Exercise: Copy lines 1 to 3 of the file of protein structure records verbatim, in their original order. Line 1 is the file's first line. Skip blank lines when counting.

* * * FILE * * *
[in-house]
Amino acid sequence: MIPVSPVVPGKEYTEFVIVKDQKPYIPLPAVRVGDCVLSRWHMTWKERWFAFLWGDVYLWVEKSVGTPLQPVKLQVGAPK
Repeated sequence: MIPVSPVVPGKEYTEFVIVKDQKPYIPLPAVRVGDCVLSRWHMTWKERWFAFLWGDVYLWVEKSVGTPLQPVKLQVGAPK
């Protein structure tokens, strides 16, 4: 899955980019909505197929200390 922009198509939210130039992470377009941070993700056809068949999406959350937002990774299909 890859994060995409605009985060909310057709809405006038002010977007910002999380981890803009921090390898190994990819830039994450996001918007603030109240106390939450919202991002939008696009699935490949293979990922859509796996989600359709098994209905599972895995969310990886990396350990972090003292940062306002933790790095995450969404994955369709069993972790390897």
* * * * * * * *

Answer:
[in-house]
Amino acid sequence: MIPVSPVVPGKEYTEFVIVKDQKPYIPLPAVRVGDCVLSRWHMTWKERWFAFLWGDVYLWVEKSVGTPLQPVKLQVGAPK
Repeated sequence: MIPVSPVVPGKEYTEFVIVKDQKPYIPLPAVRVGDCVLSRWHMTWKERWFAFLWGDVYLWVEKSVGTPLQPVKLQVGAPK